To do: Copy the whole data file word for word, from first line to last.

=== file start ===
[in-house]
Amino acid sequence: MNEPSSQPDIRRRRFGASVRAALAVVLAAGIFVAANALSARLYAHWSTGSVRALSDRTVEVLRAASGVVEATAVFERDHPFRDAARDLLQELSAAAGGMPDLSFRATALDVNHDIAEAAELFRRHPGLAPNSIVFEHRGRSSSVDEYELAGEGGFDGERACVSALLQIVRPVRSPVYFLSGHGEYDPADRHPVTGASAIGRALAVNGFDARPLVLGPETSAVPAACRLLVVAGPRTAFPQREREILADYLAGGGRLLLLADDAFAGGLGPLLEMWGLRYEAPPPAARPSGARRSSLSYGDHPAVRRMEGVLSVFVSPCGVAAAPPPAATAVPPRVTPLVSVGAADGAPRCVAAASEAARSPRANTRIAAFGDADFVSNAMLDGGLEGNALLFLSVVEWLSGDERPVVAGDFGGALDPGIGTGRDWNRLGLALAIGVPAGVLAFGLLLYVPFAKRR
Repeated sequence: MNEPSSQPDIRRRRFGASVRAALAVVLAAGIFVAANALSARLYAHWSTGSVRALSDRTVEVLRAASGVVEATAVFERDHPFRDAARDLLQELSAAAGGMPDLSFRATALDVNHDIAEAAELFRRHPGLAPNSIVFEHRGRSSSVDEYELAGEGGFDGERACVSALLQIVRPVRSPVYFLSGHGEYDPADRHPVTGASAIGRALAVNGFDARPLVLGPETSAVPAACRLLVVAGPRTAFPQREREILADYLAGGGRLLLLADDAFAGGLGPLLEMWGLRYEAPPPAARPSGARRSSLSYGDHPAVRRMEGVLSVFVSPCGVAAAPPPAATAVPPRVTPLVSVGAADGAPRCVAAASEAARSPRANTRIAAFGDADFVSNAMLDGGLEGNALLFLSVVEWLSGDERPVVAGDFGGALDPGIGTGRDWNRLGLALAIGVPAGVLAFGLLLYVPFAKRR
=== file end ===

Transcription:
[in-house]
Amino acid sequence: MNEPSSQPDIRRRRFGASVRAALAVVLAAGIFVAANALSARLYAHWSTGSVRALSDRTVEVLRAASGVVEATAVFERDHPFRDAARDLLQELSAAAGGMPDLSFRATALDVNHDIAEAAELFRRHPGLAPNSIVFEHRGRSSSVDEYELAGEGGFDGERACVSALLQIVRPVRSPVYFLSGHGEYDPADRHPVTGASAIGRALAVNGFDARPLVLGPETSAVPAACRLLVVAGPRTAFPQREREILADYLAGGGRLLLLADDAFAGGLGPLLEMWGLRYEAPPPAARPSGARRSSLSYGDHPAVRRMEGVLSVFVSPCGVAAAPPPAATAVPPRVTPLVSVGAADGAPRCVAAASEAARSPRANTRIAAFGDADFVSNAMLDGGLEGNALLFLSVVEWLSGDERPVVAGDFGGALDPGIGTGRDWNRLGLALAIGVPAGVLAFGLLLYVPFAKRR
Repeated sequence: MNEPSSQPDIRRRRFGASVRAALAVVLAAGIFVAANALSARLYAHWSTGSVRALSDRTVEVLRAASGVVEATAVFERDHPFRDAARDLLQELSAAAGGMPDLSFRATALDVNHDIAEAAELFRRHPGLAPNSIVFEHRGRSSSVDEYELAGEGGFDGERACVSALLQIVRPVRSPVYFLSGHGEYDPADRHPVTGASAIGRALAVNGFDARPLVLGPETSAVPAACRLLVVAGPRTAFPQREREILADYLAGGGRLLLLADDAFAGGLGPLLEMWGLRYEAPPPAARPSGARRSSLSYGDHPAVRRMEGVLSVFVSPCGVAAAPPPAATAVPPRVTPLVSVGAADGAPRCVAAASEAARSPRANTRIAAFGDADFVSNAMLDGGLEGNALLFLSVVEWLSGDERPVVAGDFGGALDPGIGTGRDWNRLGLALAIGVPAGVLAFGLLLYVPFAKRR